These are common commands for IIS:
iisreset /start
iisreset /status
iisreset /stop

HowTo Check the Image Format in C#

This example C# script is a universal example for how to extract image data from just a byte array. You can extract file type and dimensions, easily.

//check image dimensions 
System.Drawing.Image logoImage = System.Drawing.Image.FromStream(new MemoryStream(imageData)); 
if(logoImage.PhysicalDimension.Height > 100 || logoImage.PhysicalDimension.Width > 80) 
        throw m_ef.CreateException("Incorrect Image Dimensions!");

ImageType imageType; 
//determine file type 
        imageType = ImageType.JPG; 
else if(logoImage.RawFormat.Equals(System.Drawing.Imaging.ImageFormat.Gif)) 
        imageType = ImageType.GIF;

HowTo Setup A MySQL Database

This article shows you how to connect your Perl/PHP scripts to a MySQL database.


    Start by skimming the mysql site at

    The download section has medium and max grade versions of the my sql database. Free to download.

    You might even want to get a copy of "MySQL Control Center" which let's you administer that database and users with a handy GUI.

    Under Contributed APIs, there is a link to "DBI" which let's you connect to MySQL with Perl. There are other drivers down there to connect to whatever platform you want.

    Indigoperl is a good installation that comes with Apache and ModPerl. It's available at

    It doesn't hurt to get yourself a copy of activeperl from

    Afer installing activeperl, just bring up a command prompt and type: "ppm install DBI". That will install all the DBI perl related drivers for you. "perldoc DBI" at the command prompt will give you a lot of information about how to use it.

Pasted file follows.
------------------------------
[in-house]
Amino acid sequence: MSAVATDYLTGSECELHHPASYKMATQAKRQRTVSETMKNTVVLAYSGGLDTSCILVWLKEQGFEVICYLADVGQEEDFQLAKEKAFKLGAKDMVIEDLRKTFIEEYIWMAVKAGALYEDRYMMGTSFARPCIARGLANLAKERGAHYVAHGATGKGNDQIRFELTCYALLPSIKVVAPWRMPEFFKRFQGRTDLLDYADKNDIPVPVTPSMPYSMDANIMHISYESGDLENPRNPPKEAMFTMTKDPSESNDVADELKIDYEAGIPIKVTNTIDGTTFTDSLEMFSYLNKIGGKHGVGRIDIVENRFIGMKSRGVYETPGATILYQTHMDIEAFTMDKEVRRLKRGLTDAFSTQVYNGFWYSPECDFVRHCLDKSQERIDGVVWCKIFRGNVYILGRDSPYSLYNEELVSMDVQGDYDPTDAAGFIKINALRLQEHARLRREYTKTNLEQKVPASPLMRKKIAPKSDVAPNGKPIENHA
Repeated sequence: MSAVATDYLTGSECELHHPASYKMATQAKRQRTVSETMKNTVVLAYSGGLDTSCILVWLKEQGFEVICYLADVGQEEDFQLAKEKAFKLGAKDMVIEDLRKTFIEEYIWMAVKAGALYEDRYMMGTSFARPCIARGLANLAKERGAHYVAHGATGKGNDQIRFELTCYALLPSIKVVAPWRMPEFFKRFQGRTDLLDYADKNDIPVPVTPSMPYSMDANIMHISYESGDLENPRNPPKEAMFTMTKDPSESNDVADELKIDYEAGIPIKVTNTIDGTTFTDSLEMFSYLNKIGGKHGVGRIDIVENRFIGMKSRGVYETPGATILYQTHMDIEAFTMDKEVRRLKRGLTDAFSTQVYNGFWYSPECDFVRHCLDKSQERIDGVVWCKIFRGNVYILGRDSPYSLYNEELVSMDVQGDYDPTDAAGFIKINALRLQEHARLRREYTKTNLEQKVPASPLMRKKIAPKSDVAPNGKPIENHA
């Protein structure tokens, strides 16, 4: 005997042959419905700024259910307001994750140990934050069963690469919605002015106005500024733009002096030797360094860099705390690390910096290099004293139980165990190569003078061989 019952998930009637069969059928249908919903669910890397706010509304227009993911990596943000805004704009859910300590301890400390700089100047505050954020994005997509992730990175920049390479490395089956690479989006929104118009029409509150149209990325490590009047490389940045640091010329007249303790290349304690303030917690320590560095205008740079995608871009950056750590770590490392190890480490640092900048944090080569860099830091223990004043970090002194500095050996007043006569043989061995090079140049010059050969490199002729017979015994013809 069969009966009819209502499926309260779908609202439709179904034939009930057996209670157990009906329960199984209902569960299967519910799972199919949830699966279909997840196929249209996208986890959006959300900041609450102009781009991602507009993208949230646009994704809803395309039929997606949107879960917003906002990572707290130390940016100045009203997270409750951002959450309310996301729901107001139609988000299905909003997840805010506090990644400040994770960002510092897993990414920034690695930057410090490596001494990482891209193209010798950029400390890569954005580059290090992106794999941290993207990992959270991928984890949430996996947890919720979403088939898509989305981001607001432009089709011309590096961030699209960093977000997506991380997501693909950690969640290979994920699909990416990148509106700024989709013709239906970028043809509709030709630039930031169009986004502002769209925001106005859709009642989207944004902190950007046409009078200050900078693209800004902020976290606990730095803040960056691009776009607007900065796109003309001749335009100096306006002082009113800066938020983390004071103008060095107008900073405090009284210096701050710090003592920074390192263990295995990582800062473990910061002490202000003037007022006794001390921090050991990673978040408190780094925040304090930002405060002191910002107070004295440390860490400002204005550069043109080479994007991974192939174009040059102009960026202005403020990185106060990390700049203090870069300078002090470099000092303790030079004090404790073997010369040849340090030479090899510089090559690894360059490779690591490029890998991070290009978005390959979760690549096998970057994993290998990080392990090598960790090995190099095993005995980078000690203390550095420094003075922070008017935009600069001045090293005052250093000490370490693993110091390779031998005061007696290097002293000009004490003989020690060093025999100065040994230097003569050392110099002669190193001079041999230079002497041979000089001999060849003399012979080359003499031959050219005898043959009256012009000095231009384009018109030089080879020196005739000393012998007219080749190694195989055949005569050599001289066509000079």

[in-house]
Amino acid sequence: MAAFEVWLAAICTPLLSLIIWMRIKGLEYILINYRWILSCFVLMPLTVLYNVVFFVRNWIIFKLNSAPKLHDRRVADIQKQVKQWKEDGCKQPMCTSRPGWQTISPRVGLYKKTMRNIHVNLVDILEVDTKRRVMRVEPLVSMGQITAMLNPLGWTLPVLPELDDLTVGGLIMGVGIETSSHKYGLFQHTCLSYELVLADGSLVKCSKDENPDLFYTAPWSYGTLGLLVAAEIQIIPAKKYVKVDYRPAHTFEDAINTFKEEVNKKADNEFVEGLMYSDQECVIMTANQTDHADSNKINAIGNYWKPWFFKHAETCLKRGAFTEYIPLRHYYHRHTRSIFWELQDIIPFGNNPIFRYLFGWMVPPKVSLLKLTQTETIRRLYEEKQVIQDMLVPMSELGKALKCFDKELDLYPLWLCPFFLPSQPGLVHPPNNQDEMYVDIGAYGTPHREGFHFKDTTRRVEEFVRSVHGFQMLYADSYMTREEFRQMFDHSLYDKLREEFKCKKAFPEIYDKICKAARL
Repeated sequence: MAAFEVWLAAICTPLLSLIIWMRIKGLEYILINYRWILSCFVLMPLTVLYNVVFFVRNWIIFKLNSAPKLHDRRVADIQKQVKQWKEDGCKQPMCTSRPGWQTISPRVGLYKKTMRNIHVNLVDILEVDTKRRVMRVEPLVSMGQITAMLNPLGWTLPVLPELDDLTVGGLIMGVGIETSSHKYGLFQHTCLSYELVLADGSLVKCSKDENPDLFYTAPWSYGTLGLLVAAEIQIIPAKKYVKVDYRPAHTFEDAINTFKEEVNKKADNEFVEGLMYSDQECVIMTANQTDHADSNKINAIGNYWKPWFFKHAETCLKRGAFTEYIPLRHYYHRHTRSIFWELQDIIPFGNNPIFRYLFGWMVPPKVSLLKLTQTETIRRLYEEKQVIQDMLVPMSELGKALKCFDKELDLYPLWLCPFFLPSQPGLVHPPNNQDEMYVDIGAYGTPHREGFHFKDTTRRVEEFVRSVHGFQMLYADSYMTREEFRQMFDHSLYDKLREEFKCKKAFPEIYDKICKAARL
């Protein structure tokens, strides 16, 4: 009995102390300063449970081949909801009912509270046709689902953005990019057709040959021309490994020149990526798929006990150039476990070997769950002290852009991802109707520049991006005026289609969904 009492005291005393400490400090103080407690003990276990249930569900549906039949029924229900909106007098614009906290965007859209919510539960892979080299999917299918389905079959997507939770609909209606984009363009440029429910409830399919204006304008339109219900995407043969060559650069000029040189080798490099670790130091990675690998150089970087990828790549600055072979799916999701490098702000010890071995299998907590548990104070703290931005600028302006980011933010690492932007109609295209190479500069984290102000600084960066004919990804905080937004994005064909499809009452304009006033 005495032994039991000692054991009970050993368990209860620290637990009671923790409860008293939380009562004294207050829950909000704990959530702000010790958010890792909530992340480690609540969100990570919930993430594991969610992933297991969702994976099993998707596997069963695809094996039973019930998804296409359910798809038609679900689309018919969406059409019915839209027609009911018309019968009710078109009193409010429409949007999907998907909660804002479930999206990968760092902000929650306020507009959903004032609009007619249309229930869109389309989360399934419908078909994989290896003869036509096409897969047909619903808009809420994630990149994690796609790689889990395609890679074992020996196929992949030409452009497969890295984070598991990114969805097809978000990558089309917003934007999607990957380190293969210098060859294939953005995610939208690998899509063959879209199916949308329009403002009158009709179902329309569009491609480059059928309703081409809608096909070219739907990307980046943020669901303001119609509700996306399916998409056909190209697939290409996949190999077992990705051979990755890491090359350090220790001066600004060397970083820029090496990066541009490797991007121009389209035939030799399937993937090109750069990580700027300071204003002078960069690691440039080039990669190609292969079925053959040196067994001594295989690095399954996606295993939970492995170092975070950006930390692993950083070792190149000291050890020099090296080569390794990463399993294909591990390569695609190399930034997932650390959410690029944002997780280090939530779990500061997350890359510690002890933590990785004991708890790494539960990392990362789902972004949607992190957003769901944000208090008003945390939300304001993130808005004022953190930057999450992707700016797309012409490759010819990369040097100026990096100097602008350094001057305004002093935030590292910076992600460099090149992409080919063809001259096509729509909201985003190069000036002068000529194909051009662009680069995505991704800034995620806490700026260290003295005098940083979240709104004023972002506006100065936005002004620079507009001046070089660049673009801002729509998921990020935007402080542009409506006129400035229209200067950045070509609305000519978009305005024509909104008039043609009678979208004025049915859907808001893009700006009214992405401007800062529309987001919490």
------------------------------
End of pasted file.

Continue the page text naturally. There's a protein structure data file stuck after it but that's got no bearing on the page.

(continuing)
"ppm install DBD::mysql" is supposed to work, but has a conflict. So you need to use: "ppm install" which installs the mysql wrapper that you need.

    You have to be in ./indigoperl/perl/bin and run the command "ipm install DBI". That will install the drivers for indigoperl/apache.

    Similarly to install the mysql wrapper for indigoperl/apache type: "ipm install".

    Use the admin tool to create user "db_user" with password "password" granting permissions to at least do queries on tables.

    You may need to type mysqld.exe to startup the mysql database. Bring up the client using mysql.exe. Paste the following to create a table to work with.

    create database qafw01;
    use qafw01;
    drop table TestCase;
    drop table TestExecution;
    create table TestCase
    	Description  TEXT,
            RunInterval  INT,
    	QueueWebUrl  TEXT,
    	AppName      TEXT,
    	CommandLine  TEXT,
            TestType     TEXT,
            ScriptOutput TEXT,
            LogType      TEXT,
            CaseStatus   TEXT